CCMAR Seminars by Izasa: Eukaryotic Origins in a New Tree of Life
26th APR | 13:30 | Anf. A (CP)
Eukaryotic Origins in a New Tree of Life
Prof. Martin Embley
(Newcastle University, UK)
Martin Embley is Professor of Molecular Evolution at Newcastle University. His current and long-term research interests are on the early evolution of eukaryotes and the evolution and functions of their organelles, particularly of mitosomes and hydrogenosomes. These are peculiar forms of mitochondria found in anaerobic and obligate intracellular parasitic protists. His lab also participated in the analysis of lateral gene transfer as it affects the genomes of major protozoan parasites.
Prof. Embley is an ERC Advanced Investigator, an Associate Editor of Genome Biology and Evolution, a Fellow of the American Academy of Microbiology, a Member of EMBO and a Fellow of the UK Academy of Medical Sciences.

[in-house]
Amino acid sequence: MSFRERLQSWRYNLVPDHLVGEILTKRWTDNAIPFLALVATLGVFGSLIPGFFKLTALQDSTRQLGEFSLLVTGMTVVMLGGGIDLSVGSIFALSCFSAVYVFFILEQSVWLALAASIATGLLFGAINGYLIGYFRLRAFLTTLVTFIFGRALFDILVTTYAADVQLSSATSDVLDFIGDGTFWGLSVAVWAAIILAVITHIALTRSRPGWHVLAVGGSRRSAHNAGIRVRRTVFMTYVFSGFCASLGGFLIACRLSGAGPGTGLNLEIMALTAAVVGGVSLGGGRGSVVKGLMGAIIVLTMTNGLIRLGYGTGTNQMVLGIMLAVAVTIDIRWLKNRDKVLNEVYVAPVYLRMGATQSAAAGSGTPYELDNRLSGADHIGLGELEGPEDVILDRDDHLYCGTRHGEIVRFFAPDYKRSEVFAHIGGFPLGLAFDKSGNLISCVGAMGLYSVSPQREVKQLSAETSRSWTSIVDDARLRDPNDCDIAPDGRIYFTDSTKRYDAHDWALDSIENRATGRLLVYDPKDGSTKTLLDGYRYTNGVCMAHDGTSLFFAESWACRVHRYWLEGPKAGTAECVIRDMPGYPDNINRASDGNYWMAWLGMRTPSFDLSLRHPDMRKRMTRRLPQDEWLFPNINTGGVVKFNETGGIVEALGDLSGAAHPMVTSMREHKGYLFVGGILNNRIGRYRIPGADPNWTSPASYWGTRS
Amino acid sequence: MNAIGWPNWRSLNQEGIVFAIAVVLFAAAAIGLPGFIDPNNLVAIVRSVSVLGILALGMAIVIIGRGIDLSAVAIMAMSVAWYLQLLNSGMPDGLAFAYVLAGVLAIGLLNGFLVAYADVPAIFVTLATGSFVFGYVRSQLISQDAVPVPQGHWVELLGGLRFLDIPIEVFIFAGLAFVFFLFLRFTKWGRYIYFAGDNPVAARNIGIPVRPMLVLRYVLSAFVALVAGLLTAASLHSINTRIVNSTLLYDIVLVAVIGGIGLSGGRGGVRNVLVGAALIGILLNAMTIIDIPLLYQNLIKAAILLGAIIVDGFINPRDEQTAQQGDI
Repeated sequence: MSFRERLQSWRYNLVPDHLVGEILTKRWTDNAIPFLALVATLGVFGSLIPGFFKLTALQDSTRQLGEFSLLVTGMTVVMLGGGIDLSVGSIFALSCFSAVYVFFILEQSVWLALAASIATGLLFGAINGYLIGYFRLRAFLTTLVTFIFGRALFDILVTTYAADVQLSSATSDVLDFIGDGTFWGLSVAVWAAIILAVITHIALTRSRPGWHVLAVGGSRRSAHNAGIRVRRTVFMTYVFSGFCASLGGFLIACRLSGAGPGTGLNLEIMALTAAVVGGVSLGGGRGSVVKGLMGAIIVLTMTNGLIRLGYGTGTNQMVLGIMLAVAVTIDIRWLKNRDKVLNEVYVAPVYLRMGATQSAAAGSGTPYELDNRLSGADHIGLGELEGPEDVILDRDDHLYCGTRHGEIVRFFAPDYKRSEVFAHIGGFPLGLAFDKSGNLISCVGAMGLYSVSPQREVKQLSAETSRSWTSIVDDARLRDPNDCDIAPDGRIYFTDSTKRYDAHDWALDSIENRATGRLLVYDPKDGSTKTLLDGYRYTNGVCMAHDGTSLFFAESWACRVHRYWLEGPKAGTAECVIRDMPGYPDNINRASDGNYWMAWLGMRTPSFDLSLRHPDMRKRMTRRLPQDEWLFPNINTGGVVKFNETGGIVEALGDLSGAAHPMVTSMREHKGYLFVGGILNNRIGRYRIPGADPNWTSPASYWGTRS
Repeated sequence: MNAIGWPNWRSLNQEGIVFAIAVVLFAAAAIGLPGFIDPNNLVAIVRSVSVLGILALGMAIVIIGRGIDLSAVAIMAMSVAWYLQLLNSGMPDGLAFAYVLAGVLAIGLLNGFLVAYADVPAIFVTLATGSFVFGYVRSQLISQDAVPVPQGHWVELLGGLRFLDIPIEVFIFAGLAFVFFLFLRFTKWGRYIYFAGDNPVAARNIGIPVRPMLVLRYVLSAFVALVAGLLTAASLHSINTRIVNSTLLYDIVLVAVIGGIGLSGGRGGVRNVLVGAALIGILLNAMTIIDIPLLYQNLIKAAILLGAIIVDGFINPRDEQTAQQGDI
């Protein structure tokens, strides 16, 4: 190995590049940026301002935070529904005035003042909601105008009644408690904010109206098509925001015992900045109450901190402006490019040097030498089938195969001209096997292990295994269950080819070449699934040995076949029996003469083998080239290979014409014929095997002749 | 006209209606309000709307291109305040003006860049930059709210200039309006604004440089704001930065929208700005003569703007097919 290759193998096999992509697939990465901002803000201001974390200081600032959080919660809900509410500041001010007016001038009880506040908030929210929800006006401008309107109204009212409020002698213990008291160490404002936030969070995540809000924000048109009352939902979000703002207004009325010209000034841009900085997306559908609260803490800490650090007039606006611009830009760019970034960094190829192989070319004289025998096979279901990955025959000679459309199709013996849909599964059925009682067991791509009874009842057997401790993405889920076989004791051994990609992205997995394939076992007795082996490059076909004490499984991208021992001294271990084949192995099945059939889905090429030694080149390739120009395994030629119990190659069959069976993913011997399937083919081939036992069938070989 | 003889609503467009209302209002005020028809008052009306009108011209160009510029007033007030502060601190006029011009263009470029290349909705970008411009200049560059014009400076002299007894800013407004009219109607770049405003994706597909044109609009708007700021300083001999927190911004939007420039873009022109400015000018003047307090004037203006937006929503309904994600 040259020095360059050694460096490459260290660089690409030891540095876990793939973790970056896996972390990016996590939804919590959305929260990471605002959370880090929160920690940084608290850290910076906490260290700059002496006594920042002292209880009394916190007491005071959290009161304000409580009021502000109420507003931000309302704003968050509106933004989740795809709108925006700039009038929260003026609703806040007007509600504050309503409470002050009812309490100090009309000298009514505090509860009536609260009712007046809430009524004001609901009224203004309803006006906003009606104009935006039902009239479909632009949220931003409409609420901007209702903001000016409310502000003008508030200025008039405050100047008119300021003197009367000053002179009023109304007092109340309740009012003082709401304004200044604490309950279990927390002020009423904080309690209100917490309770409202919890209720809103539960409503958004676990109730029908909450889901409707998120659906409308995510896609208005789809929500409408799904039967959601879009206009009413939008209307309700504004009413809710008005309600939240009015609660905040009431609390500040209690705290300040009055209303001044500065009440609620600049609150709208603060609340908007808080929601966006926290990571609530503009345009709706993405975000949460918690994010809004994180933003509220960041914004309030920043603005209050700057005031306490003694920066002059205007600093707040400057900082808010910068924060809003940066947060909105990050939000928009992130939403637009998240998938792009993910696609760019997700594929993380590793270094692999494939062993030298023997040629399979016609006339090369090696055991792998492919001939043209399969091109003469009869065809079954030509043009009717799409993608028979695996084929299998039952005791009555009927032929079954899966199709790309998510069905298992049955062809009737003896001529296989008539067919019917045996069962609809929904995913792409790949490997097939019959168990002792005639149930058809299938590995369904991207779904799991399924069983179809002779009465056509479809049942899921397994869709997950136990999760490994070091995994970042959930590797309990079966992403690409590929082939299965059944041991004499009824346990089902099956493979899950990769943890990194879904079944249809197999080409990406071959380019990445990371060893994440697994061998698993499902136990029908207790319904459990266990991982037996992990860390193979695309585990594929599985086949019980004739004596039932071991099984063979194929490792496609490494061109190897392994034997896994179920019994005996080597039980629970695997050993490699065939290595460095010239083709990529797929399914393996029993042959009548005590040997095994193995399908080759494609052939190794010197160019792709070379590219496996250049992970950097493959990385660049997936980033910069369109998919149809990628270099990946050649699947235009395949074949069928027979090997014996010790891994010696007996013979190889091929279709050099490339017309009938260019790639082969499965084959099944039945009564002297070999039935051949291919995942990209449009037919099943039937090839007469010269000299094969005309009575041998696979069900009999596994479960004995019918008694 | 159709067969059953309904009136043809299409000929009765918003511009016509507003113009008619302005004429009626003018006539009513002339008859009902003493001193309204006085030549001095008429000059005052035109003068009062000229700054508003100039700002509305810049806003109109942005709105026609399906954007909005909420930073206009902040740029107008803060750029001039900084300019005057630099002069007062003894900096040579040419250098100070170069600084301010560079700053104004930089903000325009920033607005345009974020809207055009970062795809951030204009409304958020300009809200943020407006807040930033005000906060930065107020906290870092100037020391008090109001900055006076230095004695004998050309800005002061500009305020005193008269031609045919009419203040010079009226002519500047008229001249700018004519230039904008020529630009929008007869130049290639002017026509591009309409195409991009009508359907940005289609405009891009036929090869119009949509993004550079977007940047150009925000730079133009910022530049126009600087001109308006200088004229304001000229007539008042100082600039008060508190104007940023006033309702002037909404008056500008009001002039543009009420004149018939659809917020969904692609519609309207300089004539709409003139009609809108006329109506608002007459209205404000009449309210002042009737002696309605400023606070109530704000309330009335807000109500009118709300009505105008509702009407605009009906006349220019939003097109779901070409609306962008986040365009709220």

Some relevant papers:
Freibert, S. A., Goldberg, A. V., Hacker, C., Molik, S., Dean, P., Williams, T. A., Nakjang, S., Long, S., Sendra, K., Eckhard, W., Heinz, E., Hirt, R. P., Lucocq, J. M., Embley, T. M. and Lill, R. (2017). Evolutionary conservation and in vitro reconstitution of microsporidian iron-sulfur cluster biosynthesis. Nature Comm. 8:13932 | DOI: 10.1038/ncomms13932.
Williams, T. A., Foster, P. G., Cox, C. and Embley T. M. (2013). An archaeal origin of eukaryotes supports only two primary domains of life. Nature 504: 231–236, doi:10.1038/nature12779.
Goldberg, A. V., Molik, S., Tsaousis, A., Neumann, K., Kuhnke, G., Delbac, F., Vivares, C. P., Hirt, R. P., Lill, R. and Embley, T. M. (2008). Localization and functionality of microsporidian iron-sulphur cluster assembly proteins. Nature 452: 624-628.